Many insurance policies state that amounts payable in the event of loss or damage to property will be calculated on a reinstatement basis – but what exactly does that mean? The Court of Appeal considered that fundamental issue in the context of a dispute arising from a disastrous factory fire.
A textiles company was in the process of moving its manufacturing operations into the building when it was severely damaged by fire. The premises were covered by an insurance policy which stated that valid claims in respect of loss or damage would, subject to various conditions, be satisfied on a reinstatement basis.
The insurer argued that no reinstatement costs had in fact been incurred. In the eight years since the fire, the premises had not been rebuilt and destroyed or damaged machinery and plant had not been replaced. In order to recover under the policy on a reinstatement basis, it was submitted that the company had to show a genuine, fixed and settled intention to reinstate the premises on the same site, and in the same style and general shape, as pertained before the fire.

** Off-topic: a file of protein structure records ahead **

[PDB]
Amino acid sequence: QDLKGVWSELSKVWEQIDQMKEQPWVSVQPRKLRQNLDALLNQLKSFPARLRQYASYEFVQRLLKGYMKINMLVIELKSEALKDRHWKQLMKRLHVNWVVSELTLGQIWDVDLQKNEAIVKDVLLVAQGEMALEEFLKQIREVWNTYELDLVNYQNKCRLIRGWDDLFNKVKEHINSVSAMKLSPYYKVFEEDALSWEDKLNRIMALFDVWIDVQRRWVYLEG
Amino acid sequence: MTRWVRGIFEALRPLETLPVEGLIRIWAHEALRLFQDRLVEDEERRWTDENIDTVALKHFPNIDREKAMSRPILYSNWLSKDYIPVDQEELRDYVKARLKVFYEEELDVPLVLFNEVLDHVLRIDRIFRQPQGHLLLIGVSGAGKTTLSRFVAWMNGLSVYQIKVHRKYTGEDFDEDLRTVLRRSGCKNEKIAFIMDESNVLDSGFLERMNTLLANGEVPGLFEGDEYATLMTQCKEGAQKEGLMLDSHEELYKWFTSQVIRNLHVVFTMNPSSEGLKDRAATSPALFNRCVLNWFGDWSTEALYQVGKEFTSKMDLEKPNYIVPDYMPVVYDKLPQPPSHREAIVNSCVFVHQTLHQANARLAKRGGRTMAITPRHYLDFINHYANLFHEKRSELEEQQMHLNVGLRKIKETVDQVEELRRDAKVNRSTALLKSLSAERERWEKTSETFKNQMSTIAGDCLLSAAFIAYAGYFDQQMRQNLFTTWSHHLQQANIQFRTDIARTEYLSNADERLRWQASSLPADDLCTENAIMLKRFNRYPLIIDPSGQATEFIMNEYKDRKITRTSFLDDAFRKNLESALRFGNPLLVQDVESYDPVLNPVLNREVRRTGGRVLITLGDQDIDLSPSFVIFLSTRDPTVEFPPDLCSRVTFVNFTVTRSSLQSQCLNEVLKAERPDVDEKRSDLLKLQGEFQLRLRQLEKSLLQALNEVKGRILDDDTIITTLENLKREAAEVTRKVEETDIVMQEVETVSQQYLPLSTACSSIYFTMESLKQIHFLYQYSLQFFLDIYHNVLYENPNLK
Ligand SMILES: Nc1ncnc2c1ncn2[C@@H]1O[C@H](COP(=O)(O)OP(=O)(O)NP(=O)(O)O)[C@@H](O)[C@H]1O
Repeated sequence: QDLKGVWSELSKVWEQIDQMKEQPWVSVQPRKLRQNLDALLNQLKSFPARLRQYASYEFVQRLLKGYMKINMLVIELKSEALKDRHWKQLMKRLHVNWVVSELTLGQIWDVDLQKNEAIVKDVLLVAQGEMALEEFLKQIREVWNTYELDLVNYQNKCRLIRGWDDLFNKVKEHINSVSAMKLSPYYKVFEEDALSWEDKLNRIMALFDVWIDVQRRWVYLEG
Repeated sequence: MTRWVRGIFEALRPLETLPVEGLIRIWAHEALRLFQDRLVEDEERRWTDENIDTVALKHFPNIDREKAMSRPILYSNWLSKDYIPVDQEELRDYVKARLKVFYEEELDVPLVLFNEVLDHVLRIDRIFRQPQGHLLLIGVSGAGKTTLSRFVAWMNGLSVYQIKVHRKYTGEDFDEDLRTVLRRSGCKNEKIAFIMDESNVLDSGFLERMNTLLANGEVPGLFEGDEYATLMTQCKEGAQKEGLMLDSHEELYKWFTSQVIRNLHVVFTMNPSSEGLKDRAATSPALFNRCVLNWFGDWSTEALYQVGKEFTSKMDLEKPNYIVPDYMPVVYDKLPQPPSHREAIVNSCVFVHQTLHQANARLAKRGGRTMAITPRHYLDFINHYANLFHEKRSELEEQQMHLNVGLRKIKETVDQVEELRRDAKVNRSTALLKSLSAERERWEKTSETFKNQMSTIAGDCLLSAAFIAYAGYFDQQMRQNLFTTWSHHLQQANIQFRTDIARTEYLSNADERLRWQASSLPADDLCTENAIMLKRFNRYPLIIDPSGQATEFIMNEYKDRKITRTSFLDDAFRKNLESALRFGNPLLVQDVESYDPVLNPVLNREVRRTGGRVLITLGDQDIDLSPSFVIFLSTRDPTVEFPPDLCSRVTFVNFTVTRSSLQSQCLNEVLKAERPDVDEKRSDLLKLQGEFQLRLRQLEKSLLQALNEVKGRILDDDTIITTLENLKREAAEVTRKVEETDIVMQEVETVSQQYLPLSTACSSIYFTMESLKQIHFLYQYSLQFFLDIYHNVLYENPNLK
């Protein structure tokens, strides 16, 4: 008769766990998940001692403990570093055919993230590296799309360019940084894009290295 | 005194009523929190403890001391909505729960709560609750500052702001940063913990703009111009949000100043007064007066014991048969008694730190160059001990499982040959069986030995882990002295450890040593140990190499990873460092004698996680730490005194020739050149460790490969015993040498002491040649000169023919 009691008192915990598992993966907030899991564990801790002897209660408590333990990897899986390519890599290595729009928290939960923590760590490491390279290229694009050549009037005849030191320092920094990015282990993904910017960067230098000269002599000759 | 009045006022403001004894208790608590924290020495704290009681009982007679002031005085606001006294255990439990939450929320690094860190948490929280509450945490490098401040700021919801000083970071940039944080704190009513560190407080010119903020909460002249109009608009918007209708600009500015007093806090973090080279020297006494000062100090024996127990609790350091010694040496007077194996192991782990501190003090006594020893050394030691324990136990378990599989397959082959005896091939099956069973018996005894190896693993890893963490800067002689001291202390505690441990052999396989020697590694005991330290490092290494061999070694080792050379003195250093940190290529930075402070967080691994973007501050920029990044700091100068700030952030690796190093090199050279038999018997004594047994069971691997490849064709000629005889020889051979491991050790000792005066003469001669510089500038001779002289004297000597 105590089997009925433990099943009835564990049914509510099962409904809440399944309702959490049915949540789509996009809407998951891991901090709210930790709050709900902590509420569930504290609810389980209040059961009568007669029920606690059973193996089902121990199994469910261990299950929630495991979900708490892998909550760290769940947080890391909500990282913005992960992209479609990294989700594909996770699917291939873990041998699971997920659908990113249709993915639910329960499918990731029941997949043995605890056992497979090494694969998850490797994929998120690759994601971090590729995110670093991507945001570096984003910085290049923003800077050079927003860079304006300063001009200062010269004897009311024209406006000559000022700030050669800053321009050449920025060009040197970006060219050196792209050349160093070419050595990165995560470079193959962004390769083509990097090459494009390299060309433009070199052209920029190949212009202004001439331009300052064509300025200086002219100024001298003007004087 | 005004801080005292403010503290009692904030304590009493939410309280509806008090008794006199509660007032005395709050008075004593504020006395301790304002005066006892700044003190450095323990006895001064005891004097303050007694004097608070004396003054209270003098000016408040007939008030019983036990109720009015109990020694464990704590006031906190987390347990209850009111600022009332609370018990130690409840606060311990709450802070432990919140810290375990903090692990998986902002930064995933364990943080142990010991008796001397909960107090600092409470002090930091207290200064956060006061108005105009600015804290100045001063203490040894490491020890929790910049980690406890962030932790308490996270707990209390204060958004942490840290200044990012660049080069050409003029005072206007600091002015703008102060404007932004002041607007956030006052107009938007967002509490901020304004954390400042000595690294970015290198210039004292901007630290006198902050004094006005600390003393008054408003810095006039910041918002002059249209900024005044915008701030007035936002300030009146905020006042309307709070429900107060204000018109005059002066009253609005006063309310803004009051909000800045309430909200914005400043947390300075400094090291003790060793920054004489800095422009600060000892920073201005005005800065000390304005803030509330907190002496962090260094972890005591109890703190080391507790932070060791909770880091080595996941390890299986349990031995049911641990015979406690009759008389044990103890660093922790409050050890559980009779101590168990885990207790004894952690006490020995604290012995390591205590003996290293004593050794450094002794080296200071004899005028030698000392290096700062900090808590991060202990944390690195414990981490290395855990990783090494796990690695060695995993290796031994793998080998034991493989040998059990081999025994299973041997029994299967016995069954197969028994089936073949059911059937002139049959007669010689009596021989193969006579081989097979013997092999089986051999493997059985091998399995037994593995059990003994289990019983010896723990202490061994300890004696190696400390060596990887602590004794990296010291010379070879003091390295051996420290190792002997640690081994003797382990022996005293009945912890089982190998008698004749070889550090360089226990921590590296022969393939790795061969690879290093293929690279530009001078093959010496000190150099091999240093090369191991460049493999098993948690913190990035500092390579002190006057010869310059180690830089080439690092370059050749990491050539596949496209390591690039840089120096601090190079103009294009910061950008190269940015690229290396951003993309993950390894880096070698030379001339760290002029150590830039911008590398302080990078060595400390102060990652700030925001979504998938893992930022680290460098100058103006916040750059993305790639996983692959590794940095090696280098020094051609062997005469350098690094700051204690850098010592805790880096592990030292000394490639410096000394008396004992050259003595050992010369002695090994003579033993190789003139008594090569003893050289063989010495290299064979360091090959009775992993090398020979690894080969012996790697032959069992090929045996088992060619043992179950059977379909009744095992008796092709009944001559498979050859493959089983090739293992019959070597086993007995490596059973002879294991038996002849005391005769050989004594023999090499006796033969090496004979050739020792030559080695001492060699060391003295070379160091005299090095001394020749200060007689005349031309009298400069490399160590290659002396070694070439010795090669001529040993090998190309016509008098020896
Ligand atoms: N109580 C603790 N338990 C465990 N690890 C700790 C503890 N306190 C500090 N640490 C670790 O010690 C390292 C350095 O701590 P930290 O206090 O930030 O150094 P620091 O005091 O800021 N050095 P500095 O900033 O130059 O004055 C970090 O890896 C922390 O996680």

The insurer's plea that the company's entitlement under the policy was limited to the market value of the building, plant and machinery which had been damaged or destroyed was, however, rejected by a judge. That was on the basis that, although the company did not have a settled intention to reinstate the building after the fire, it did intend to carry on the manufacturing venture, either by reinstating the building or by establishing an alternative facility elsewhere.
Following the fire, the insurer had paid the company £657,127 in respect of business interruption and £2,141,527 in respect of property damage. The judge, however, awarded the company a further £1,386,172, plus interest, on the basis that it was entitled to recover the full costs of reinstatement.
In rejecting the insurer's challenge to that outcome, the Court found that the question of whether the company actually intended to reinstate the building for the purpose that it had originally planned had no possible relevance to the measure of indemnity to which it was entitled under the policy. It was entitled to be placed in a position materially equivalent to the position it would have been in had the fire not occurred. To limit the company's entitlement to the market value of the destroyed or damaged property would be wrong in principle.